Students can now check in via Iris ID biometric system
Georgia Southern University is expanding the use of iris biometric access to include the campus’ state-of-the-art Recreation Activity Center. The expansion will deploy an integrated access solution so only members can enter the facility.
Core to the deployment is security entrance and architectural access manufacturer, Boon Edam Inc., who will install its Trilock 60 tripod turnstile. The turnstile is integrated with the Iris ID IrisAccess solution — a system that is also in use at Georgia Southern’s campus dining halls.
The RAC at Georgia Southern is regarded as the center of campus life, and serves some 5,000 students each day. The recently renovated rec center will now control access to its facilities with Boon Edam waist-high turnstiles and gates.
Georgia Southern first deployed the Iris ID IrisAccess solution in 2014 with the aid of identification solutions provider, ColorID, and paired the biometric system with tripod turnstiles at two campus dining halls. That project saw significant adoption and success, and was the inspiration behind rec center facility managers investigating the use of Iris ID with the facility’s current access control software.
“With each passing year, the size of the database would grow, leading to an increase in the time it would take to verify each member. The process slowed, taking five to 12 seconds to grant access, causing unwanted delays for our users,” says Jason Schmidt, facility coordinator at Georgia Southern’s RAC. “When students used the iris scanners in the dining halls, it took no more than two seconds to process their entry. Once we realized that Iris ID was the superior method for access control, we decided to upgrade our system to better meet the needs of our members.”
Georgia Southern’s rec center has been outfitted with its own enrollment device, saving students time and making it more convenient for them to get set up with the iris system. Students and authorized visitors have the choice of two different access points: they can either scan their iris at the iCAM7000S Series reader mounted on the turnstile, or swipe their ID card at the main desk and proceed through a gate.
“The arrangement of a turnstile paired with the iris scanner technology is extremely fast and we’re encouraging our members to use it,” adds Schmidt. “Once they purchase a membership and are entered into our database, the system grants them access to the facility and it is pretty seamless.”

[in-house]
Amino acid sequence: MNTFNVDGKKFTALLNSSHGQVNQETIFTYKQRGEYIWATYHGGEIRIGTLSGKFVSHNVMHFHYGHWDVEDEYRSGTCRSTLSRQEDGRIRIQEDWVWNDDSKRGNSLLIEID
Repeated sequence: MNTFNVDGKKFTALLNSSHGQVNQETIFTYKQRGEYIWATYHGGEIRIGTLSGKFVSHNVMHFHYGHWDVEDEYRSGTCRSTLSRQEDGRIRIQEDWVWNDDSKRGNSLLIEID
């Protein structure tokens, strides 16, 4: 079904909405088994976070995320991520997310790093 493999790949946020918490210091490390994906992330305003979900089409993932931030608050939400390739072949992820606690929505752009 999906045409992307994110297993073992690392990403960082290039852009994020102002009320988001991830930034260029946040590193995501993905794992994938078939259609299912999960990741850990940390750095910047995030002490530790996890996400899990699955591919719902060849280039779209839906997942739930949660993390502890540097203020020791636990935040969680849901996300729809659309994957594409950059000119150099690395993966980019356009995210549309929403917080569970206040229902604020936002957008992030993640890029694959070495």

ColorID has a long-standing relationship with Georgia Southern for their existing biometric access system. “This new initiative is an good expansion of what Georgia Southern has already been utilizing in their dining hall,” says Mark Degan, Corporate Marketing Manager at ColorID. “Despite the rec center implementation being ever so slightly different, the ease of use for enrollment and access remains unchanged from the university’s successful dining hall deployment.”
The speed of throughput with the iris solution has made it a good fit for a number of campus environments, and the expansion at Georgia Southern was a logical progression.
“Once you get used to it, it just makes sense to roll it out to other areas. Iris can get you through the turnstile quickly and efficiently,” says Degan. “This can be vital for high-traffic environments like dining halls and rec centers, where it’s common for a lot of students to all arrive at once. Iris ID’s IrisAccess system has proven just how effective it can be at managing that throughput.”
Georgia Southern’s RAC has plans for a renovation in the near future that will implement a total of four turnstiles integrated with the Iris ID IrisAccess solution.
“We are always concerned with who is coming in and prefer to have as many turnstiles as possible to automate the process and reduce the burden on our staff,” says Schmidt. “Everyone who is registered for the iris scanner likes it; we’re looking forward to the next stage when we can have multiple entrance lanes, bringing everything up to speed.”